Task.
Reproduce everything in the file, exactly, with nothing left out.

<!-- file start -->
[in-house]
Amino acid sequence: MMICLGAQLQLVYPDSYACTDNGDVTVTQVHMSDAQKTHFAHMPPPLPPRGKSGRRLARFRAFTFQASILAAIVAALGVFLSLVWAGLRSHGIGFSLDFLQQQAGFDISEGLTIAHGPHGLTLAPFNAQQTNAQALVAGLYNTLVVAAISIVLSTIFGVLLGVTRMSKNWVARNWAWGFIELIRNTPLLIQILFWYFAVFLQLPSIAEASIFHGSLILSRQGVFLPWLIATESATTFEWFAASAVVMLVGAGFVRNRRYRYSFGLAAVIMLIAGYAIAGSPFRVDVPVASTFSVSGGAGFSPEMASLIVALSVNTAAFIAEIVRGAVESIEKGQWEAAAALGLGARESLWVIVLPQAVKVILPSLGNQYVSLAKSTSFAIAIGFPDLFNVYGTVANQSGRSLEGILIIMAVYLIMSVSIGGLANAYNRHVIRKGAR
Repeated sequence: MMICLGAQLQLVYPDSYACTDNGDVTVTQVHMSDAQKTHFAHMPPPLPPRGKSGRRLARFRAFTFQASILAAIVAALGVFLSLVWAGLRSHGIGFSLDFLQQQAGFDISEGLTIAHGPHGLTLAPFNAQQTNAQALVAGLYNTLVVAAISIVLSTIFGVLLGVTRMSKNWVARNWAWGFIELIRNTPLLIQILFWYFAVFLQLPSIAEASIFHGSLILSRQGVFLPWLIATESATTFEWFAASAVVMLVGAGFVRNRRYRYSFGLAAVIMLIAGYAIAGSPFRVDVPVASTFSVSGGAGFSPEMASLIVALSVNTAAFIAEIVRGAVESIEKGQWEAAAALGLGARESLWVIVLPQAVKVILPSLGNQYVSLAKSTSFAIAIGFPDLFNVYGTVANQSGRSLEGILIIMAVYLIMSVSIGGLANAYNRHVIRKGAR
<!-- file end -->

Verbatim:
[in-house]
Amino acid sequence: MMICLGAQLQLVYPDSYACTDNGDVTVTQVHMSDAQKTHFAHMPPPLPPRGKSGRRLARFRAFTFQASILAAIVAALGVFLSLVWAGLRSHGIGFSLDFLQQQAGFDISEGLTIAHGPHGLTLAPFNAQQTNAQALVAGLYNTLVVAAISIVLSTIFGVLLGVTRMSKNWVARNWAWGFIELIRNTPLLIQILFWYFAVFLQLPSIAEASIFHGSLILSRQGVFLPWLIATESATTFEWFAASAVVMLVGAGFVRNRRYRYSFGLAAVIMLIAGYAIAGSPFRVDVPVASTFSVSGGAGFSPEMASLIVALSVNTAAFIAEIVRGAVESIEKGQWEAAAALGLGARESLWVIVLPQAVKVILPSLGNQYVSLAKSTSFAIAIGFPDLFNVYGTVANQSGRSLEGILIIMAVYLIMSVSIGGLANAYNRHVIRKGAR
Repeated sequence: MMICLGAQLQLVYPDSYACTDNGDVTVTQVHMSDAQKTHFAHMPPPLPPRGKSGRRLARFRAFTFQASILAAIVAALGVFLSLVWAGLRSHGIGFSLDFLQQQAGFDISEGLTIAHGPHGLTLAPFNAQQTNAQALVAGLYNTLVVAAISIVLSTIFGVLLGVTRMSKNWVARNWAWGFIELIRNTPLLIQILFWYFAVFLQLPSIAEASIFHGSLILSRQGVFLPWLIATESATTFEWFAASAVVMLVGAGFVRNRRYRYSFGLAAVIMLIAGYAIAGSPFRVDVPVASTFSVSGGAGFSPEMASLIVALSVNTAAFIAEIVRGAVESIEKGQWEAAAALGLGARESLWVIVLPQAVKVILPSLGNQYVSLAKSTSFAIAIGFPDLFNVYGTVANQSGRSLEGILIIMAVYLIMSVSIGGLANAYNRHVIRKGAR